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Many thanks to S.R. Masters, Little Brown Book Group and NetGalley for allowing me an ARC in return for an honest review.
   The story is set both in 1998 and in 2015.   A group of five friends spend the summer of 1998 together before going their separate ways and moving onto sixth form college.  It focuses upon the groups friendship and sees them growing emotionally and moving towards adulthood.  We are able to see the friends over the course of the summer,  Almost a coming of age drama.  During the final days  of that summer, the group discuss what they want to do when they have finished their education,  Four of them discuss normal ambitions, but Will, one of the group, states that he wishes to become a serial killer an outlines how he will kill his three victims.  The group, assuming it is a joke, laugh and move on.
  2015, the group meet in Blythe for a reunion.  All the group attend, apart from Will.  Joking that he is in hiding after fulfilling his ambition of being a killer. they google deaths with similar methods to those Will discussed, and think two deaths fit the criteria.  Following the group that winter, we see them suspecting Will as being responsible for the deaths, and they set out to track him down and find his guilt, or prove his innocence,  Superbly written this book is full of mystery and suspense.  Linking past to future, we see the group dynamics change over that time.  The story builds suspense and there are major twists and turns.  A great read.  A real insight into friendships and a tense mystery.
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This was an interesting premise. One I enjoyed reading about, and hadn't really seen exactly like this before.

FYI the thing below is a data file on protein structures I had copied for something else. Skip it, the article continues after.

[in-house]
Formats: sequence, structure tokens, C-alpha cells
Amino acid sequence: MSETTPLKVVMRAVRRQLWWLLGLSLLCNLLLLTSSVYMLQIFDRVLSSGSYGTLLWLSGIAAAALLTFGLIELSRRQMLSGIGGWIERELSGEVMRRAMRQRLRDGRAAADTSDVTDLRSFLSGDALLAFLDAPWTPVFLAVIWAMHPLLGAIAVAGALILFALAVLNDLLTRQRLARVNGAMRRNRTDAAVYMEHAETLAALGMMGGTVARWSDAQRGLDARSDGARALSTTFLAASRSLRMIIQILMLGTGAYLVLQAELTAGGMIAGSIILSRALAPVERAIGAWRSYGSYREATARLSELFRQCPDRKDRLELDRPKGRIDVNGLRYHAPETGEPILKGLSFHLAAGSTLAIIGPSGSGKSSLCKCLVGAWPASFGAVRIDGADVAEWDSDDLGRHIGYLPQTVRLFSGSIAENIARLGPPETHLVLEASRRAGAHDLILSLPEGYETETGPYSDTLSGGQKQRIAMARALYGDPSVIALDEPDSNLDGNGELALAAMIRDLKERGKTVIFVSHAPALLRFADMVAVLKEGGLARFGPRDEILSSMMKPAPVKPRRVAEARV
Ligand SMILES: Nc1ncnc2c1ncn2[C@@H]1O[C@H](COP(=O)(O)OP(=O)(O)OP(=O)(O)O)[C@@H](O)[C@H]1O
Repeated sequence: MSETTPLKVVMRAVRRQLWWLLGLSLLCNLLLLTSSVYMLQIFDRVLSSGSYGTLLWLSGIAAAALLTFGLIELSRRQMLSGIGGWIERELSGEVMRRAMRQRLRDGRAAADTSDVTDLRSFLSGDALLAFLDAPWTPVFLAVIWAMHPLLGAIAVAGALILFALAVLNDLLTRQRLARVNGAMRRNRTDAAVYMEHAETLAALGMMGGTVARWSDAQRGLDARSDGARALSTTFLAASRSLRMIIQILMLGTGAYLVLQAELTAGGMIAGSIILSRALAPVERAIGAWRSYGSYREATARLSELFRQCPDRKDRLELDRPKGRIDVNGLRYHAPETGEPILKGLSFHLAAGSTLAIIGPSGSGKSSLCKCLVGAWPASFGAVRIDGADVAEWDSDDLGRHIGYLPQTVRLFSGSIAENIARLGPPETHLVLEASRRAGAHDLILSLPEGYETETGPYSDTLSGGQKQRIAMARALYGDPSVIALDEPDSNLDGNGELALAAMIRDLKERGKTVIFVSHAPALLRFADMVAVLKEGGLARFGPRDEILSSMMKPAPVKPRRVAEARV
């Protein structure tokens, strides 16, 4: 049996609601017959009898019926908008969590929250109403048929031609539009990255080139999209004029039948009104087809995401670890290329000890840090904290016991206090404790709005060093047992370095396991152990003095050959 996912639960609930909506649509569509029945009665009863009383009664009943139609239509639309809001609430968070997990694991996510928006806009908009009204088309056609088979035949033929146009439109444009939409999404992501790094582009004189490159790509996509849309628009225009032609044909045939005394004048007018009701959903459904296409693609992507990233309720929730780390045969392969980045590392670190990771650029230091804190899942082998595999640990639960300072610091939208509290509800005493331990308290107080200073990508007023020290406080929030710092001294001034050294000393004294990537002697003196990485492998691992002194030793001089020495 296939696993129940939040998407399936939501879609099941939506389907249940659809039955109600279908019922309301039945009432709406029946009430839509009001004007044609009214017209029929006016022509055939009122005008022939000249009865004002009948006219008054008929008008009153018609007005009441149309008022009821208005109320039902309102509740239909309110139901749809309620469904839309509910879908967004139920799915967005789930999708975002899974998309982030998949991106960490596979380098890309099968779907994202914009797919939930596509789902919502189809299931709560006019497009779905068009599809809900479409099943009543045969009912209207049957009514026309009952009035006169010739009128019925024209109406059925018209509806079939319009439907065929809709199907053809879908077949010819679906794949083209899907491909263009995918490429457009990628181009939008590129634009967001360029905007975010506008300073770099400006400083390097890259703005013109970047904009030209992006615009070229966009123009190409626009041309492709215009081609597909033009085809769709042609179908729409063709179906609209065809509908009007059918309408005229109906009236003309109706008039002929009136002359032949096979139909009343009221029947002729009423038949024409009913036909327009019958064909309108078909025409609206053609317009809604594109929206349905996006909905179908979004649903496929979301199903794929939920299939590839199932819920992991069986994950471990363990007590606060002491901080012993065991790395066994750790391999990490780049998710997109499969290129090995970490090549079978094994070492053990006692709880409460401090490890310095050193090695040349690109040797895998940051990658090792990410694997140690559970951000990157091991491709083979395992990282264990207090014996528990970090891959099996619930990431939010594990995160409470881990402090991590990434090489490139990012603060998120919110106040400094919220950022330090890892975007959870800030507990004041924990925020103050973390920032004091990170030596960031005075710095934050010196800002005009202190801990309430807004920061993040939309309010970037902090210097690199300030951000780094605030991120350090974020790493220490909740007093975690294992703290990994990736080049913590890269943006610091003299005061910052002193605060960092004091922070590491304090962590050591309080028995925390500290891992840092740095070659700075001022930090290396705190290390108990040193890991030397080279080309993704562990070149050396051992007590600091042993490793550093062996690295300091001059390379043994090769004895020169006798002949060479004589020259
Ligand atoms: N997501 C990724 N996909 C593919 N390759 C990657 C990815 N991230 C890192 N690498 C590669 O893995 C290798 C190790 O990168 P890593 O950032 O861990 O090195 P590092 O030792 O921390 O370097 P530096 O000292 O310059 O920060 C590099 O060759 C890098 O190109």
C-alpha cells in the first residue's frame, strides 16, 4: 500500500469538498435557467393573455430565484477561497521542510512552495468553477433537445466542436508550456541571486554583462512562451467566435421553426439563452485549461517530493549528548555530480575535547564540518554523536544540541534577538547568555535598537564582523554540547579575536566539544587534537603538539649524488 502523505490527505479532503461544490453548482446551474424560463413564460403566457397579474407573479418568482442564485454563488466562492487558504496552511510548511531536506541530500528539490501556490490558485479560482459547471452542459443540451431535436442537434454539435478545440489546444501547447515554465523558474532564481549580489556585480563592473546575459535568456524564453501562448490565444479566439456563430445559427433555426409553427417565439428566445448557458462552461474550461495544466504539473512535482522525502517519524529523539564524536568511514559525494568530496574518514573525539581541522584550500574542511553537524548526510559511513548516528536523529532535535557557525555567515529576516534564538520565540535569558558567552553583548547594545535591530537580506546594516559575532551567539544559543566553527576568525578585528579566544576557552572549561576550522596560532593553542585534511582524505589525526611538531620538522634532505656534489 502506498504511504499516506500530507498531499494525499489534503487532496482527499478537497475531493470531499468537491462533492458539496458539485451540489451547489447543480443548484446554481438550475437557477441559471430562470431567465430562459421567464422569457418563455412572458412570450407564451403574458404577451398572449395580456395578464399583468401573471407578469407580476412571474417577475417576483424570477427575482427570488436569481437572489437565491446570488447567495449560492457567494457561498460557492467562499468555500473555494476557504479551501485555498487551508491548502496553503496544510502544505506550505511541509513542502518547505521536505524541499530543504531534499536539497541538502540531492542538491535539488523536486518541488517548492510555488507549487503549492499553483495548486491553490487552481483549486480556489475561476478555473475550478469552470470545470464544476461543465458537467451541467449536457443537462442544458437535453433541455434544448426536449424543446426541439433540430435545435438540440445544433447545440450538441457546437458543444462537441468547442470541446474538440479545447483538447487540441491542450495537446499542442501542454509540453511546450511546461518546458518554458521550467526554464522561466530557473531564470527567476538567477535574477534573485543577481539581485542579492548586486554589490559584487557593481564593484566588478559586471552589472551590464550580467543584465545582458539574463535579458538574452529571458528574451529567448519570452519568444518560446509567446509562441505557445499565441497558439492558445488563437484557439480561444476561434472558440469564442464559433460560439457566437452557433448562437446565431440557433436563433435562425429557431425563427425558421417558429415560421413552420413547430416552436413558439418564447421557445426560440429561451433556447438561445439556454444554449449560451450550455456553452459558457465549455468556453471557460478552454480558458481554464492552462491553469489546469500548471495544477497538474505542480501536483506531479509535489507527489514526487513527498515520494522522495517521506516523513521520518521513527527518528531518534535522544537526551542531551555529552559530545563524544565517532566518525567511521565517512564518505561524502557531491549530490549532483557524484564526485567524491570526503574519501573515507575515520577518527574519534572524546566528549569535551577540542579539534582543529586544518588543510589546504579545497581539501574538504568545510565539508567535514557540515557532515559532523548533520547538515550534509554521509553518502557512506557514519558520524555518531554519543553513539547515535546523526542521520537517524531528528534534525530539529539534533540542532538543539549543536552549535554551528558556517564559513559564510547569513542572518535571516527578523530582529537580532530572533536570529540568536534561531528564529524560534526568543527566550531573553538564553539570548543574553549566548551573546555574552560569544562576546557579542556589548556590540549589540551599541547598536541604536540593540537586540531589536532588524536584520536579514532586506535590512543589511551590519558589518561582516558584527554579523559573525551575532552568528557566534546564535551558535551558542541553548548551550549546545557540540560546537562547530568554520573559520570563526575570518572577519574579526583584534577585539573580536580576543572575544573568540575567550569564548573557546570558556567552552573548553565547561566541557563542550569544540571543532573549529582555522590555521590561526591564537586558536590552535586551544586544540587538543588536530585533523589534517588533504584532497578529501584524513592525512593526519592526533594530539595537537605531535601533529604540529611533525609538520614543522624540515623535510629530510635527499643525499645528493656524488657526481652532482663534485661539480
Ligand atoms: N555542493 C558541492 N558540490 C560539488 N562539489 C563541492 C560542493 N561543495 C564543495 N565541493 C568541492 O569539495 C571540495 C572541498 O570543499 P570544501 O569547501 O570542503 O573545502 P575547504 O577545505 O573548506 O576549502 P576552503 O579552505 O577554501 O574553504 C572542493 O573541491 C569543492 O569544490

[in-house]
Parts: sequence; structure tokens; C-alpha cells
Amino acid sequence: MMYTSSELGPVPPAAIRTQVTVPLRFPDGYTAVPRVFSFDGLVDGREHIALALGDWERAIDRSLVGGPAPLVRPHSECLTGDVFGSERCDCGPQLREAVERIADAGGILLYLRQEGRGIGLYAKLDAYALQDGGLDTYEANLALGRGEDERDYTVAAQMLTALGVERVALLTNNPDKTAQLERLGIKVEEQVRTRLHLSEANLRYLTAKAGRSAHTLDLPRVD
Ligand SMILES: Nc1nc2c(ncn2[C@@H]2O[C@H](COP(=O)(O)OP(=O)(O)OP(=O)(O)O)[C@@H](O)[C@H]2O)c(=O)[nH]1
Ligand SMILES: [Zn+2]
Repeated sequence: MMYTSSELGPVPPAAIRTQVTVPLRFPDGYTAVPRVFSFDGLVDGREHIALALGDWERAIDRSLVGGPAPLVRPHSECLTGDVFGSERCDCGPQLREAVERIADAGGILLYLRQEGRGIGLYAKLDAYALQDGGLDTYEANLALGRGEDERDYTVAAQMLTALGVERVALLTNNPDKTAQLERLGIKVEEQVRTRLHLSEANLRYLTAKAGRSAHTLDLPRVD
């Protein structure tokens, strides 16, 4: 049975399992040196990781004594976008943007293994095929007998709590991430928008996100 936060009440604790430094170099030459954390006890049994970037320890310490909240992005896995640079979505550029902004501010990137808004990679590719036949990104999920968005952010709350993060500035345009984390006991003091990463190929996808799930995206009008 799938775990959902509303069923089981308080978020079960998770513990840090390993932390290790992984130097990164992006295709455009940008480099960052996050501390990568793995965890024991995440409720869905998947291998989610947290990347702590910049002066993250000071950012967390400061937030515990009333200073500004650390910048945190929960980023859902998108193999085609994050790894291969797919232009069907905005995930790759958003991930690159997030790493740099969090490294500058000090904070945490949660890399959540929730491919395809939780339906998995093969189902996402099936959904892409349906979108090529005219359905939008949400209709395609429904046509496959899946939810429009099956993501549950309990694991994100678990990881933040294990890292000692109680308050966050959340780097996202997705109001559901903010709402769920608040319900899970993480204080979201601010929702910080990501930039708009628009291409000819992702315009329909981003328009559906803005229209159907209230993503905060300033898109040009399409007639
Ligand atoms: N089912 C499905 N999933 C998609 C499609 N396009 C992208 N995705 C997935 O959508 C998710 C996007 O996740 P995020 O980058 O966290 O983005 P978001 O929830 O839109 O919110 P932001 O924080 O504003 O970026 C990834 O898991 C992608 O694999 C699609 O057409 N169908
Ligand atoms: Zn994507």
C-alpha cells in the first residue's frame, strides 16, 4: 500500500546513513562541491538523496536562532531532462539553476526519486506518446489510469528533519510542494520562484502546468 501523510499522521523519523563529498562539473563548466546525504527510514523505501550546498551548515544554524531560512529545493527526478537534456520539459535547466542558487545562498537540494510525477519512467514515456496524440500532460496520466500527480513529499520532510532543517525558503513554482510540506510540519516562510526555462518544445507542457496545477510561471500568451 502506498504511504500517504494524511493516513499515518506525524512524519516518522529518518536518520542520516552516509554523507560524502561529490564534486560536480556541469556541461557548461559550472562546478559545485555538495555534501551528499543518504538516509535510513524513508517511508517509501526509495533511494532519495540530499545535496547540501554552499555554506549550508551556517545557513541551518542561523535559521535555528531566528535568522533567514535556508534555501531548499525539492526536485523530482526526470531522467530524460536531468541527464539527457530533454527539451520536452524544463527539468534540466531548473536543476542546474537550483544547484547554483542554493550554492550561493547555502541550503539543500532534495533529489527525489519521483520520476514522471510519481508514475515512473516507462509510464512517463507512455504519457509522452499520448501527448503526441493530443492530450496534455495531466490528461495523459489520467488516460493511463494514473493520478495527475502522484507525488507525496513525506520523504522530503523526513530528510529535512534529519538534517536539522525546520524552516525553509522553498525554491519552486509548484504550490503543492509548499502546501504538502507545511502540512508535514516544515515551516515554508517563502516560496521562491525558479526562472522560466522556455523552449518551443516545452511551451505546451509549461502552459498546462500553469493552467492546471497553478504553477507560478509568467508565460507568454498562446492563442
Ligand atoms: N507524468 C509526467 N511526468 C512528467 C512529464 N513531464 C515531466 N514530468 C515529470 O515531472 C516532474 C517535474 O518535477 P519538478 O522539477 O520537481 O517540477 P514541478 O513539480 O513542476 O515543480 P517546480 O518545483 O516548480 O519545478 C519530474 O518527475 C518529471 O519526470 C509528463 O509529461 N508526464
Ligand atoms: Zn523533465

The bond between the group of friends was lovely to see, and although one of them had a startling, creepy revelation, we carried on with the dynamics and eventually all was revealed. 

I was guessing right the way through and looked out for all those bits and pieces that I was hoping could let me in on what was going to happen. I didn't guess who/if/why the killer was, if there was one?! 

Lot's of references to past times. The 90's references were great. I enjoyed those - the 90's rocked! 

It felt a bit Stephen King-y, with the small community in the summertime - perhaps a bit IT and a bit Stand by Me. 

I enjoyed it - however the flashbacks got a little repetitive. In that respect it was a bit like The Girl Before - where we saw different people's perspectives on the same event... Not a fan of this particular style.

The pace of the book was good. I would recommend to others, but I wouldn't read it again. :)
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Five bored teenagers, the summer holidays stretching out in front of them, devise a game to play to keep them occupied which years later will affect them all in the most shocking way.  As the story progresses, the characters unfold with a gripping storyline placed 16 years later when they decide to reunite. Unbeknown to them the game is afoot once more, and as they unravel the evidence it leads them to only one conclusion.  Or does it?
I enjoyed this book, I really didn’t want to put it down, gripping stuff.
Netgally copy.